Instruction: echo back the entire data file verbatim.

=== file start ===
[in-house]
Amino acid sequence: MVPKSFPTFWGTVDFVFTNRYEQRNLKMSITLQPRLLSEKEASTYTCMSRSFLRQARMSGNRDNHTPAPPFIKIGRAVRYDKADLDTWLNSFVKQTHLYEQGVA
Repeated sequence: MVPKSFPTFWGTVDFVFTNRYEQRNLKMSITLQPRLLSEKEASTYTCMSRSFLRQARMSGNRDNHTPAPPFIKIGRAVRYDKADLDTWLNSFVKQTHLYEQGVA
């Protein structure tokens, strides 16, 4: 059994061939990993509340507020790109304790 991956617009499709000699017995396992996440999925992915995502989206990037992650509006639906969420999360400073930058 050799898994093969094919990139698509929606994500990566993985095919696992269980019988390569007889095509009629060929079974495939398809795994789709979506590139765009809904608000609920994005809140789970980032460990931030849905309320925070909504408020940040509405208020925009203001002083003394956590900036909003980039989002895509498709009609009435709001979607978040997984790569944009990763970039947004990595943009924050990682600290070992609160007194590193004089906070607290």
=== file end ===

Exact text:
[in-house]
Amino acid sequence: MVPKSFPTFWGTVDFVFTNRYEQRNLKMSITLQPRLLSEKEASTYTCMSRSFLRQARMSGNRDNHTPAPPFIKIGRAVRYDKADLDTWLNSFVKQTHLYEQGVA
Repeated sequence: MVPKSFPTFWGTVDFVFTNRYEQRNLKMSITLQPRLLSEKEASTYTCMSRSFLRQARMSGNRDNHTPAPPFIKIGRAVRYDKADLDTWLNSFVKQTHLYEQGVA
């Protein structure tokens, strides 16, 4: 059994061939990993509340507020790109304790 991956617009499709000699017995396992996440999925992915995502989206990037992650509006639906969420999360400073930058 050799898994093969094919990139698509929606994500990566993985095919696992269980019988390569007889095509009629060929079974495939398809795994789709979506590139765009809904608000609920994005809140789970980032460990931030849905309320925070909504408020940040509405208020925009203001002083003394956590900036909003980039989002895509498709009609009435709001979607978040997984790569944009990763970039947004990595943009924050990682600290070992609160007194590193004089906070607290």